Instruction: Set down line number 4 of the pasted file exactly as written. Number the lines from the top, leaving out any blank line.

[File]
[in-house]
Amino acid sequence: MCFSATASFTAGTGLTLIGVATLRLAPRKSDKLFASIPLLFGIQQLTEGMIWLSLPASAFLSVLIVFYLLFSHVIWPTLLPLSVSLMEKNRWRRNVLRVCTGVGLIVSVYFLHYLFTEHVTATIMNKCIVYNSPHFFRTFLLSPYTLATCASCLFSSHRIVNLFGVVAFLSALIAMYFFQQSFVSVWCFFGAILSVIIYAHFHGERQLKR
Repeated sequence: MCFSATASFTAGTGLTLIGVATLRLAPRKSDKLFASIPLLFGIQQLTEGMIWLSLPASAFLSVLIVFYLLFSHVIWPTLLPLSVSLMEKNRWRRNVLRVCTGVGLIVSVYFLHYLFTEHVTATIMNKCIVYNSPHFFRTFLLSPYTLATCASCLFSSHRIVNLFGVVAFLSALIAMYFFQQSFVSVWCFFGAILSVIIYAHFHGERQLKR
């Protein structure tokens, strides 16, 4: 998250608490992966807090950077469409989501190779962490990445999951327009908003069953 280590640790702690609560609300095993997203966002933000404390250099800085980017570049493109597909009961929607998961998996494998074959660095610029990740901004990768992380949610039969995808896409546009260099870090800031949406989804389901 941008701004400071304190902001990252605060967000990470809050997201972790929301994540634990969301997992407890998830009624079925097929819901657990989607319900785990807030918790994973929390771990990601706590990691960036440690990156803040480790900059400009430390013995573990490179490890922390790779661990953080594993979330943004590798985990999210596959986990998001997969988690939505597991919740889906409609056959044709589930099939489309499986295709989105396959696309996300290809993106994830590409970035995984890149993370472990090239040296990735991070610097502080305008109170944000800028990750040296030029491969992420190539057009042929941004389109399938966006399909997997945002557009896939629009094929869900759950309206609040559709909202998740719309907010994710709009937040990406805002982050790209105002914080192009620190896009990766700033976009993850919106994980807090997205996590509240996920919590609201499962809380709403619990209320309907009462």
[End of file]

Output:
């Protein structure tokens, strides 16, 4: 998250608490992966807090950077469409989501190779962490990445999951327009908003069953 280590640790702690609560609300095993997203966002933000404390250099800085980017570049493109597909009961929607998961998996494998074959660095610029990740901004990768992380949610039969995808896409546009260099870090800031949406989804389901 941008701004400071304190902001990252605060967000990470809050997201972790929301994540634990969301997992407890998830009624079925097929819901657990989607319900785990807030918790994973929390771990990601706590990691960036440690990156803040480790900059400009430390013995573990490179490890922390790779661990953080594993979330943004590798985990999210596959986990998001997969988690939505597991919740889906409609056959044709589930099939489309499986295709989105396959696309996300290809993106994830590409970035995984890149993370472990090239040296990735991070610097502080305008109170944000800028990750040296030029491969992420190539057009042929941004389109399938966006399909997997945002557009896939629009094929869900759950309206609040559709909202998740719309907010994710709009937040990406805002982050790209105002914080192009620190896009990766700033976009993850919106994980807090997205996590509240996920919590609201499962809380709403619990209320309907009462």